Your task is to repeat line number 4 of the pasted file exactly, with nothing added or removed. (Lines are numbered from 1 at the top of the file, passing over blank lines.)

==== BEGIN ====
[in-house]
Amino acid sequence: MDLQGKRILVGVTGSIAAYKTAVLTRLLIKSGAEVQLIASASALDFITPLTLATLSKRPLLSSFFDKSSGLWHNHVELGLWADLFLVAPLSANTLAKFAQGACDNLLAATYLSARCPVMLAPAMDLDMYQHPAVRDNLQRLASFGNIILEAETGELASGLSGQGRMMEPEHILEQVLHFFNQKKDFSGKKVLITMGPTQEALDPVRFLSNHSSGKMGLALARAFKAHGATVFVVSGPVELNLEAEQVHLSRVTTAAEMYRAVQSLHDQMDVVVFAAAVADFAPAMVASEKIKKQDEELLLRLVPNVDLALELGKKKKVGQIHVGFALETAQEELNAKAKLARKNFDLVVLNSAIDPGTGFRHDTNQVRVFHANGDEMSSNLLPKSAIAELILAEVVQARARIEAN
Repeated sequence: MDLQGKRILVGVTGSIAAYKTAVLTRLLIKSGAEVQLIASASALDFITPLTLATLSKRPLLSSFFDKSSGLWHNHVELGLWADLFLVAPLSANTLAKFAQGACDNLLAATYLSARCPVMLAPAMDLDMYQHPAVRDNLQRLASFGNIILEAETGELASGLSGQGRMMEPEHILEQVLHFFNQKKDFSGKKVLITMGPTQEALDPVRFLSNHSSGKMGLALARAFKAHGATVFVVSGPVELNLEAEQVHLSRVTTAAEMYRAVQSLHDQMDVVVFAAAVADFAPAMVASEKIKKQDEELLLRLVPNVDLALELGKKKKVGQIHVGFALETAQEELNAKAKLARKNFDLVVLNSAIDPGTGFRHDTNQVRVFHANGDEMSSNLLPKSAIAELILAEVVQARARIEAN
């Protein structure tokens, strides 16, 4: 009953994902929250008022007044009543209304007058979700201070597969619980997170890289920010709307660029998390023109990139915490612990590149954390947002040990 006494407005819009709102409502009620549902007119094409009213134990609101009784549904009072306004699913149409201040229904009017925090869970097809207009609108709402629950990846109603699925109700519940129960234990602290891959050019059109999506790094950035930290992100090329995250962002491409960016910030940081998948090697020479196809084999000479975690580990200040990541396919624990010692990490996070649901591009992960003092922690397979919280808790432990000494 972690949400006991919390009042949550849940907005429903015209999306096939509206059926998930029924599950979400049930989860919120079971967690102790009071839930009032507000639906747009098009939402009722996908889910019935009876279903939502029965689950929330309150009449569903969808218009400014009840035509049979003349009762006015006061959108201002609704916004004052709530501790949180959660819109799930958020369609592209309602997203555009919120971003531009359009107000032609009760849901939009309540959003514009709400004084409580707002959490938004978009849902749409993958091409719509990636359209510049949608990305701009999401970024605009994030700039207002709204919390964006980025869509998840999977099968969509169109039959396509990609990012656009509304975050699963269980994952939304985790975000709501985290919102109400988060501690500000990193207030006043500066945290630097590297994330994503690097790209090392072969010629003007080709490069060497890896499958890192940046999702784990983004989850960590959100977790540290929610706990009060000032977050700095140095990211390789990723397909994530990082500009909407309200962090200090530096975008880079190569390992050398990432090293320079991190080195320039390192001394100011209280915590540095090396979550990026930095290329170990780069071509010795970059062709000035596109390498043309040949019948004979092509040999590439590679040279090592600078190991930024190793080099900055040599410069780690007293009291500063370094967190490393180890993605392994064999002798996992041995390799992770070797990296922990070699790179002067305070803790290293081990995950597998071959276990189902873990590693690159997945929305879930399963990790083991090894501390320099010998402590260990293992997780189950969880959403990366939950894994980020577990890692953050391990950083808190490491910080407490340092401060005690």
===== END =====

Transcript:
């Protein structure tokens, strides 16, 4: 009953994902929250008022007044009543209304007058979700201070597969619980997170890289920010709307660029998390023109990139915490612990590149954390947002040990 006494407005819009709102409502009620549902007119094409009213134990609101009784549904009072306004699913149409201040229904009017925090869970097809207009609108709402629950990846109603699925109700519940129960234990602290891959050019059109999506790094950035930290992100090329995250962002491409960016910030940081998948090697020479196809084999000479975690580990200040990541396919624990010692990490996070649901591009992960003092922690397979919280808790432990000494 972690949400006991919390009042949550849940907005429903015209999306096939509206059926998930029924599950979400049930989860919120079971967690102790009071839930009032507000639906747009098009939402009722996908889910019935009876279903939502029965689950929330309150009449569903969808218009400014009840035509049979003349009762006015006061959108201002609704916004004052709530501790949180959660819109799930958020369609592209309602997203555009919120971003531009359009107000032609009760849901939009309540959003514009709400004084409580707002959490938004978009849902749409993958091409719509990636359209510049949608990305701009999401970024605009994030700039207002709204919390964006980025869509998840999977099968969509169109039959396509990609990012656009509304975050699963269980994952939304985790975000709501985290919102109400988060501690500000990193207030006043500066945290630097590297994330994503690097790209090392072969010629003007080709490069060497890896499958890192940046999702784990983004989850960590959100977790540290929610706990009060000032977050700095140095990211390789990723397909994530990082500009909407309200962090200090530096975008880079190569390992050398990432090293320079991190080195320039390192001394100011209280915590540095090396979550990026930095290329170990780069071509010795970059062709000035596109390498043309040949019948004979092509040999590439590679040279090592600078190991930024190793080099900055040599410069780690007293009291500063370094967190490393180890993605392994064999002798996992041995390799992770070797990296922990070699790179002067305070803790290293081990995950597998071959276990189902873990590693690159997945929305879930399963990790083991090894501390320099010998402590260990293992997780189950969880959403990366939950894994980020577990890692953050391990950083808190490491910080407490340092401060005690």